November 4, 2011 - 1:44am
As Paul Ariik dragged an AK-47 on Sudanese soil, he never imagined he'd one day earn both a bachelor's and a master's degree in America.

Weeks after 9/11, a plane landed in New York City. On board was Paul Ariik, a 21-year-old Sudanese Lost Boy. As the plane began its descent, Ariik looked out the window. It was nighttime and he thought he was seeing fireflies on a river. The fireflies were in fact the New York City skyline. Ariik had never been in a plane or even a city before. In fact, the first time he saw a telephone, refrigerator or even traffic lights was hours after this very flight.

April 20, 2011 - 9:42pm
A Sudanese refugee living in Syracuse escaped the violence in his home country, but remains haunted by the horrors he witnessed.

To live in Sudan is to live at war.

Guerilla soldiers draw their battle lines through towns, homes and human lives; lines that tear the country apart.

Fifty years of civil war have split the country in two. In half a century, the war has taken two million lives and left more than four million others homeless.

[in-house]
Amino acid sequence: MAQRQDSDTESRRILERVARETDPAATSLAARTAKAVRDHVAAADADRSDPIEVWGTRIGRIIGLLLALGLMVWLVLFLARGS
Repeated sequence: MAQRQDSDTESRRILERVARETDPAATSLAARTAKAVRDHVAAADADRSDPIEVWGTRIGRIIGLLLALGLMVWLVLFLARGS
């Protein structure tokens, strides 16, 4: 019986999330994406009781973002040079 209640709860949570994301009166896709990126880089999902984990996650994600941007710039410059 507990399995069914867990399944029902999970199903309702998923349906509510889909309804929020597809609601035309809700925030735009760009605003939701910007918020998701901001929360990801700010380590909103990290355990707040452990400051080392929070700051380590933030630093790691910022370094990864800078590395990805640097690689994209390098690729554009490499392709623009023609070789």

On Jan. 9, 2011, the Sudanese had the chance to break that cycle of violence.

November 5, 2009 - 8:07pm
After a yearlong job search, Bail Chol, a deaf Sudanese immigrant, has found a home at Funk 'n Waffles.

Hands have been whirling about for the past two months in a kind of frenzy at Funk 'n Waffles, and not because they were making food.

Those hands belong to Bail Chol, a Sudanese immigrant who was born deaf.

Since Funk 'n Waffles opened almost three years ago, the co-owners, SU alumni Adam Gold and Kyle Corea, have had 20 employees that fit the relaxed, funky style of their restaurant.  Chol is the first with a disability, they said.